Goddamn Della!

Jack Della Maddalena took a major step up in competition at UFC 284, jumping into the Octagon with surging veteran Randy Brown, and he got him out of there without much trouble.

While Brown worked from range to start, Della Maddalena took full advantage of the first chance he had to pin Brown against the fence, clipping him with a right hand that took the feet out from under the Queens, New York native. When he flopped to the floor, the local boy followed him to the mat, dropping hammerfists until Brown gave up his back before sinking in the fight-ending rear-naked choke.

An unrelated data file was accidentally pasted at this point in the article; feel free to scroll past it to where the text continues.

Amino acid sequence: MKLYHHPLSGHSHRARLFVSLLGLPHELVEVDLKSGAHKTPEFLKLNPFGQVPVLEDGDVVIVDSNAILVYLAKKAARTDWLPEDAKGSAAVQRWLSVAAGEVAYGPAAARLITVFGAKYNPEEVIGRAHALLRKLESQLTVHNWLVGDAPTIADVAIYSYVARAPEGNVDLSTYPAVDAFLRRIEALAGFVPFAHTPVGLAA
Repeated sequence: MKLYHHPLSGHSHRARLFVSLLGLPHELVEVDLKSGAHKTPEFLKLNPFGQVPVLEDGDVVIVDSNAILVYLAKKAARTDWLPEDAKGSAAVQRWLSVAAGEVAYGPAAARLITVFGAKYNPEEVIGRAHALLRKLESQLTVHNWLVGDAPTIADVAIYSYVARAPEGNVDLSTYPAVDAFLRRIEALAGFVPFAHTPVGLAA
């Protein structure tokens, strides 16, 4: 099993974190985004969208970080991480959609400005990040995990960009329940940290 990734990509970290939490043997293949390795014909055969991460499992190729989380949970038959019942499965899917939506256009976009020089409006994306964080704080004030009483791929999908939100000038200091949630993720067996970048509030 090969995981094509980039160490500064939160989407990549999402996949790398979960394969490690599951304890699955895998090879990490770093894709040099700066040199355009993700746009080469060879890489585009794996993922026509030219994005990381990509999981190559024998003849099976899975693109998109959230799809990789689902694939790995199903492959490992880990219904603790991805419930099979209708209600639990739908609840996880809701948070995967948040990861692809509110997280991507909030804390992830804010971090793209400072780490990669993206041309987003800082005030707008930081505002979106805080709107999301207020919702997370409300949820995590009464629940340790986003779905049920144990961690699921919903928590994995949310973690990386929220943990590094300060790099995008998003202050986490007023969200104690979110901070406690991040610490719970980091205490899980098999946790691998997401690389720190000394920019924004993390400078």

The 26-year-old from Perth is now 4-0 in the UFC with four finishes in 13 months. He’s won 14 consecutive bouts overall, and thus far, he’s made it look easy inside the Octagon. Calm, technical, and surprisingly powerful with his hands, Della Maddalena could land a place in the rankings next week and at the very least should be facing someone with a number next to their name whenever he returns later this year.

It’s not likely going to keep being this easy for Della, but he’s been electric thus far and he’s still just getting started.

Jens Pulver, Hall of Famer

The UFC announced on Saturday night that former lightweight champion and early pioneer of the lighter weight classes Jens Pulver would be inducted into the Hall of Fame in July.

If you follow “Lil Evil” or his management team at SuckerPunch Entertainment, you now how much this means for the well-respected former UFC titleholder. And if you don’t, that’s okay, because Pulver was taking part in the UFC Watch-Along when the announcement was made: